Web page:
Saturday, February 16, 2008

Book: Half of a Yellow Sun

I picked this up at the airport in London last summer as part of a "3-for" deal.  I'd never heard of the author before but both of her novels sounded interesting.  I picked this one because the description of the other one talked about family secrets, and I felt like I'd read a lot of those types of stories recently, and figured I should switch it up.  As it turns out, I should have picked up both of them even though I didn't know the author and skipped out on A Spot of Bother (I just couldn't get into it - might have been the environment I was reading it in, too).


The novel takes place in '60s Nigeria - it is broken down into four basic parts that alternate between the early '60s and the late '60s. The second time Adichie returns to the early '60s she fills in a few gaps about how everyone's lives developed, and there are a few minor surprises given the hints and circumstances that she described in her first section occurring in the late '60s.  It is told from the perspective of three characters, Ugwu, Olanna and Richard.  I enjoyed the parts focusing on Ugwu, a village boy that becomes the house servant of a professor, and Olanna, the professor's lover who comes from a privileged background.  I found Richard, the white man who comes to Nigeria and stays the most boring of the characters, though still well developed.  He is in love with Olanna's twin sister, but despite their relationship and his love for Nigeria, he is always aware of his status as an outsider.  Compared to the other whites in the novel, he is much more genuine and interested in the culture of Nigeria, but he still accidentally makes statements that are easily misunderstood.  I guess the reason I liked him the least is that I felt like I'd seen his type of character before in other novels about other countries - the white, British guy who assimilates to a post-colonial country, and even though this is a different country, his problems and attitudes were basically the same as in other novels.  I didn't dislike him, but I guess he seemed the most derivative.  Not that the other characters were exactly original, either, but they worked for me more, for some reason.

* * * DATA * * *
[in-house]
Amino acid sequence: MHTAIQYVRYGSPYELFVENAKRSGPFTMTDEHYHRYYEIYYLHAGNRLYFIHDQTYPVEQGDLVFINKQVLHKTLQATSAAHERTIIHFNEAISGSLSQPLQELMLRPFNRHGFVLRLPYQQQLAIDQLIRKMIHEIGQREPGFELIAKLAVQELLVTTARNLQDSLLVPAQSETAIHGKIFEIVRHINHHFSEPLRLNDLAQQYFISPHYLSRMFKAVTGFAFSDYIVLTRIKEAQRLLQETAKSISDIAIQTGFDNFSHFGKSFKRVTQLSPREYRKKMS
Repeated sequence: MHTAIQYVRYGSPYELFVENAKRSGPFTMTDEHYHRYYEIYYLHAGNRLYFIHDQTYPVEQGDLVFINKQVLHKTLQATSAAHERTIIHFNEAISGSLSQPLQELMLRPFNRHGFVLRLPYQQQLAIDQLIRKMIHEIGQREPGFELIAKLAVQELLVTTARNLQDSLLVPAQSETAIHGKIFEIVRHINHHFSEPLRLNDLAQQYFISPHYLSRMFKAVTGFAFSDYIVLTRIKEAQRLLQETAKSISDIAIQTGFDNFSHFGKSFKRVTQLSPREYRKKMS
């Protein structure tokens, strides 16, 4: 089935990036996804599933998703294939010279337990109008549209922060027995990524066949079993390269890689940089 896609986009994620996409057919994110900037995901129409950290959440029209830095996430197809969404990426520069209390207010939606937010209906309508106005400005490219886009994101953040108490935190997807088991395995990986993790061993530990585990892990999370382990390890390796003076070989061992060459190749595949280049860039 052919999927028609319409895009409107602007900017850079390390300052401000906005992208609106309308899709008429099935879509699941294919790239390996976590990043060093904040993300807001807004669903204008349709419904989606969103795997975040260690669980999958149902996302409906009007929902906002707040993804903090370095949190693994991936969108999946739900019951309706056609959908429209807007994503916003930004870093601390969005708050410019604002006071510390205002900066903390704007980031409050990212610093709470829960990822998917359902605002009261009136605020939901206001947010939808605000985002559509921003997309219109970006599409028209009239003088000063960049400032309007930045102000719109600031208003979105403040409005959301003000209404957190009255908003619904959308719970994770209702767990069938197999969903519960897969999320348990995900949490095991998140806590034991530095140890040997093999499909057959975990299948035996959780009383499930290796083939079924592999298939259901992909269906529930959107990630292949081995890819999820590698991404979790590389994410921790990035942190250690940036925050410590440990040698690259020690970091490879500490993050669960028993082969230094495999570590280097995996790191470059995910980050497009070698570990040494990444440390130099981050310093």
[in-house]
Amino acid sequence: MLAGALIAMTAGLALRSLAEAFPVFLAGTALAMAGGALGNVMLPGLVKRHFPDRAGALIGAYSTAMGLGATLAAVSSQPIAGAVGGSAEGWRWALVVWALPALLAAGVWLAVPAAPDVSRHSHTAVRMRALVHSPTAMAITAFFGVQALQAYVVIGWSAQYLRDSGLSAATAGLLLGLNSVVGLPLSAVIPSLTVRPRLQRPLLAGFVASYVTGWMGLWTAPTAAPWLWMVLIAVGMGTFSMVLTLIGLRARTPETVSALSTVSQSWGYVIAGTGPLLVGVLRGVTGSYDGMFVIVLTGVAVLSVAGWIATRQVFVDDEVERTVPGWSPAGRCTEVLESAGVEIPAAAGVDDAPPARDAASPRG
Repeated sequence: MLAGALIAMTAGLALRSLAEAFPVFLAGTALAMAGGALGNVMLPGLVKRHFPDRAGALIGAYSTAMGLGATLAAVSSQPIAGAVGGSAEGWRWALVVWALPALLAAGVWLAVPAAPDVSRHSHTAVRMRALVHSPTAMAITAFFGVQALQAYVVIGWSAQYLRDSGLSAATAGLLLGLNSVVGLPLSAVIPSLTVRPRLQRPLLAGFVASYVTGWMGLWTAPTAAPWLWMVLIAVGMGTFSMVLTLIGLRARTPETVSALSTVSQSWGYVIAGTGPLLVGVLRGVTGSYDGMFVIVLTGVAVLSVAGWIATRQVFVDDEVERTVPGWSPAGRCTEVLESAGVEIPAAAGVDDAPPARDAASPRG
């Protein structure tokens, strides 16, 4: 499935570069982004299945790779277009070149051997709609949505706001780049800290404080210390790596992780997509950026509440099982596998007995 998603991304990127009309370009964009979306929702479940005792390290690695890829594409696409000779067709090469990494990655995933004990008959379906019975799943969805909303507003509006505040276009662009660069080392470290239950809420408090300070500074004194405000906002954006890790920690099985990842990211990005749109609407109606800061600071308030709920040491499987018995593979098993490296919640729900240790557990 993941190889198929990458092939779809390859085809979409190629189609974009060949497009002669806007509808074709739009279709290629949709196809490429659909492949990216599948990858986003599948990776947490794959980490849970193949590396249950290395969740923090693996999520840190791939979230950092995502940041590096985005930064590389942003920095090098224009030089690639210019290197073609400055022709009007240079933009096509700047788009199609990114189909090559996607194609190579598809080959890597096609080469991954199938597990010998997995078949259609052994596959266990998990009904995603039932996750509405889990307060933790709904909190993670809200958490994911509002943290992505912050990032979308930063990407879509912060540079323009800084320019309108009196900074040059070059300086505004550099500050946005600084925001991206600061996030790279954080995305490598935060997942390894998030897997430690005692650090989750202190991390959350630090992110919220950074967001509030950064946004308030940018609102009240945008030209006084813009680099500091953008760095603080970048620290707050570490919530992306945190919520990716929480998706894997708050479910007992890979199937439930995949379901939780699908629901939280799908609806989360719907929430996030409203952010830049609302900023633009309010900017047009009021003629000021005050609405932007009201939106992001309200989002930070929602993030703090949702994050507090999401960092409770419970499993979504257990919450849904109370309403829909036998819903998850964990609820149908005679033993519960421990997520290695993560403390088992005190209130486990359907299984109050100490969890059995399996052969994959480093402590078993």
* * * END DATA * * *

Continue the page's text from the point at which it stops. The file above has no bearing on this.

Adichie describes the ethnic violence and tensions that followed two different military coups.  Olanna, Ugwu and their families are Igbos against whom much of the violence was directed.  As a result of the tension, the eastern part of Nigeria, which was predominantly Igbo, seceded and became the independent country Biafra, though after an unsuccessful war, the east returned to Nigeria.  Adichie talks about the effect the war had on the day to day life of her characters, the fear, the deprivation, and life as a refugee/displaced person.  As she notes in the afterword, some of her family members had fought for Biafra so she grew up with their stories.


The novel was very well plotted, and showed me just how little I know of African history.  For some reason I thought that Nigeria had one of the calmer histories of the different African countries but this obviously proved me wrong.  I really need to start paying more attention to contemporary history and the news.

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